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Course: Political Behavior and Perception

Course:  Political Behavior and Perception
University of Maine

Promising Approaches

  • (1) Provide instruction in academic disciplines through the lens of government, history, law, and democracy.
  • (2) Incorporate discussion of current local, national, and international issues and events into the classroom, particularly those that young people view as important to their lives.


This senior level political science course aims to involve students in examining the current state of citizenship in America, as well as reasons behind its development.  The course examines theories involving individual choice and resources, community organizations, interest group activities, and social movements.  Students discuss social capital, political and economic equality, successful efforts to increase voting, and projects that involve people across religious, racial, and class lines.

By using a seminar format in which groups of two students co-lead the class several times, students learn how to be engaged and active teachers and learners.  Students conduct research and present this to the group.  One option for the research paper is to analyze an experience of civic involvement, and to place it in the context of scholarly literature on such activity.

Special Features

Civic Learning Goals

  • Civic knowledge:  Grasp and appreciate history and the fundamental processes of American democracy; recognize the variety of characteristics and actions of effective, participating citizens; know about community affairs, political issues, and the processes by which citizens effect change.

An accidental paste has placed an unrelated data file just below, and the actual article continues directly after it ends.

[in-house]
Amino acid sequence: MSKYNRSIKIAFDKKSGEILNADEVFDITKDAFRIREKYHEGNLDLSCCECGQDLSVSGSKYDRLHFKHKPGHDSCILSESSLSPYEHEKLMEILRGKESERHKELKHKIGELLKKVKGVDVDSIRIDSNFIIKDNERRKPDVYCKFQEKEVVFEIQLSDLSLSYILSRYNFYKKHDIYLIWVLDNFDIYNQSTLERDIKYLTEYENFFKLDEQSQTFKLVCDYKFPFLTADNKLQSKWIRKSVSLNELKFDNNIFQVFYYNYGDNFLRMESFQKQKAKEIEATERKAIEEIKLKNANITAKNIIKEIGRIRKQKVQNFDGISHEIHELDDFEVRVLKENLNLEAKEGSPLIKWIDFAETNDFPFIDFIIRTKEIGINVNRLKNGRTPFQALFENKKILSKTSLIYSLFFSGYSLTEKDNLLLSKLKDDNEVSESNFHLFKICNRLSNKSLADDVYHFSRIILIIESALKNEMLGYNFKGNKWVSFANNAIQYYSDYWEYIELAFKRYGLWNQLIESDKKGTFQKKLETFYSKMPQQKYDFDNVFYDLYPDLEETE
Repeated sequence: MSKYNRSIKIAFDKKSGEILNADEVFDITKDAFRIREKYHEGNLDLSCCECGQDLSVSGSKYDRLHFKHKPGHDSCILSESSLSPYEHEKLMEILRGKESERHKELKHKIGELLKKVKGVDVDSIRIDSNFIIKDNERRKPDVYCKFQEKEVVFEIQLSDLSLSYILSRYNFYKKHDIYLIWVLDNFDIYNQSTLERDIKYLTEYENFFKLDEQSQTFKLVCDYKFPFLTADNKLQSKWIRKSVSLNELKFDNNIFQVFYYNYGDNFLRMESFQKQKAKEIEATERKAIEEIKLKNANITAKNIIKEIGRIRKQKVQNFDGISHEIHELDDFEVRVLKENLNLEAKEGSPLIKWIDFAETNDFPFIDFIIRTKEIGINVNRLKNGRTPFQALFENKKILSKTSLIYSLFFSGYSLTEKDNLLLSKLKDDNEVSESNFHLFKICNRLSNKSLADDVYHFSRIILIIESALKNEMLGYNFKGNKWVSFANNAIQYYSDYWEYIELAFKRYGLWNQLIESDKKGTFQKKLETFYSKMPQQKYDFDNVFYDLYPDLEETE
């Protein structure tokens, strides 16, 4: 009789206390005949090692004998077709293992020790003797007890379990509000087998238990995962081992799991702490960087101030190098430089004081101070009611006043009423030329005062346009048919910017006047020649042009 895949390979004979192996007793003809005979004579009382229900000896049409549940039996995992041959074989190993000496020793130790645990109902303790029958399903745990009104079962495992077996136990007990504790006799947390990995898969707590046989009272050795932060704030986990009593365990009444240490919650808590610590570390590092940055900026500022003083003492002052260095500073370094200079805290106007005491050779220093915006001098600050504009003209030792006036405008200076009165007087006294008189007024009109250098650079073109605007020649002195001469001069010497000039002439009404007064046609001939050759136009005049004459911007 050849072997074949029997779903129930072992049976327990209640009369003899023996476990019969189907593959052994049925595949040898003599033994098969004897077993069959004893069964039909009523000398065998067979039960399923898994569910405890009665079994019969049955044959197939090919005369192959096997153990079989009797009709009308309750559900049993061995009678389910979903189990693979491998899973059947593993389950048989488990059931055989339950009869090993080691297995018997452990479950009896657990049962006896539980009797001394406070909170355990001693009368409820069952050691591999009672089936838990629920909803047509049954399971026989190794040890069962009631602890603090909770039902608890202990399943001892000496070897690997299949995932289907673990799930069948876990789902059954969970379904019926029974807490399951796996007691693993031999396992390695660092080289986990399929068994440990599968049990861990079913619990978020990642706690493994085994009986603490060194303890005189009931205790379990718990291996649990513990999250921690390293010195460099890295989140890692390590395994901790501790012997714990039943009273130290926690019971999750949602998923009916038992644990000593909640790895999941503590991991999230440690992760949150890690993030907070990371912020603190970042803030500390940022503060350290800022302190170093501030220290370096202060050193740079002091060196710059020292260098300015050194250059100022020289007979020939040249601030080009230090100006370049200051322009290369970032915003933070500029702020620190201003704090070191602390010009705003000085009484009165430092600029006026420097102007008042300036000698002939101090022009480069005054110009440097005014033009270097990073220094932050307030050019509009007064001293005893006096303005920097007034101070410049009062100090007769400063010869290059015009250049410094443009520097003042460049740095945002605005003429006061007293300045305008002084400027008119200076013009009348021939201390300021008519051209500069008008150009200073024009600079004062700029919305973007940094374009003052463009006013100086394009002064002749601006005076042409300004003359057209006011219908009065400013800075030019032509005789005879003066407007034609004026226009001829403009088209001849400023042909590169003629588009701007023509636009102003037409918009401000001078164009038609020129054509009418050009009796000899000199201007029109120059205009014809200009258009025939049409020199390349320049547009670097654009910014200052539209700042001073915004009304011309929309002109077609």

• Civic Skills: Process and evaluate information for objectivity, accuracy, and point of view; apply information to effective efforts to help solve social problems; use critical-thinking and ethical reasoning to make informed and responsible decisions; use verbal and written communication skills to convey ideas, facts, and opinions effectively; work cooperatively with others and develop effective team-building practices.
  • Civic Attitudes: Developing respect, tolerance, and understanding for differences and commonalities of participants in U.S. public life; developing the capacity to be engaged and active in civic and political action, and to base such activity on good thinking and ethical choices.

Contact Information

Dr. Amy Fried

Associate Professor of Political Science

The University of Maine

113 A North Stevens Hall

Orono ME 04469

Campaign for the Civic Mission of Schools: Education for Democracy